This the second part of a gentle parenting post. Read part one here.
Henry is a lot like me. He wants what he wants when he wants it. He usually wants it right now and then he wants a little more. He doesn't like people constantly telling him what to do and he likes to do things himself.
Oh, wait. He sounds like a normal toddler. And his little sister. And his mama. And his daddy. And pretty much everybody I know, young or old.
Henry is a person, albeit a very short person, and I try my damnedest to treat him with the respect he deserves.
I'm not going to lie. It's hard to be nice to Henry all the time. He drives me absolute up the wall on a regular basis. The tears. The hysteria. The pushing down little sister. Combine his toddlerhoodness with sleep deprivation, the desire to do something I want to do for just one moment, and a busy little baby girl.....it gets to me eventually and I don't always do right by my little boy.
But, I try. I try to remember his brain soaks up everything he sees and hears. I try to remember if I want him to learn to deal with conflicts in a positive manner, I must consistently model the proper way to deal with stress and conflict.
And, as the adult in the situation, I also try to structure his day so he can succeed in the behavior game.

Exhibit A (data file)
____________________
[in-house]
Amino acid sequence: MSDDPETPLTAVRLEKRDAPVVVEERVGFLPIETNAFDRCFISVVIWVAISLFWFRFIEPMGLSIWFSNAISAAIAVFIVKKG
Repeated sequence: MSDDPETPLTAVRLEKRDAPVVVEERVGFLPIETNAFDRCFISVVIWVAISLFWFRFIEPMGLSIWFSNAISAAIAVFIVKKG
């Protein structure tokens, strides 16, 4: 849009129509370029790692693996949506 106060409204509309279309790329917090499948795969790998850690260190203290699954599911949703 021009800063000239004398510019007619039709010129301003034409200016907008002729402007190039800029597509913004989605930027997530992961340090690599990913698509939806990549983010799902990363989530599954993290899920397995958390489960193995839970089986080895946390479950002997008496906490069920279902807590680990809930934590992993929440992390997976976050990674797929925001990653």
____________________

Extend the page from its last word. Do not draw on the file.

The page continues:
Enter, my "empathy and options" mantra.
Henry is jumping, with his dirty little sandals still on his feet, on my pale yellow chairs. I was obviously childless when I reupholstered those chairs.....
Ineffective: "Don't jump on the chairs." ----> I know this doesn't work because I've said it a million time.
Effective: "Henry, I know you like to jump but I would rather you jump on the couch. Or would you like to go jump on your bed?"
* Ideally, I would rather him jump into the swimming pool but it's a thousand and one degrees outside and we don't have a shady backyard so cut me some slack.
After eating breakfast at City Bagel this morning, Henry proceeded to blow water out of his cup's straw onto every surface of our house.
Ineffective: "Henry, quit spraying that water. You're making a mess."
Effective: "Henry, do you want to sit on the back steps with me and spray water on the concrete?"
* It worked like a charm and he quickly tired of spraying the water once he was allowed to do so and moved onto his next activity.
So yeah. Empathy and options. I remember with all my might that he is my most special little boy. I take a deep breath. And, I give the kid a path to succeeding in which everyone is happy.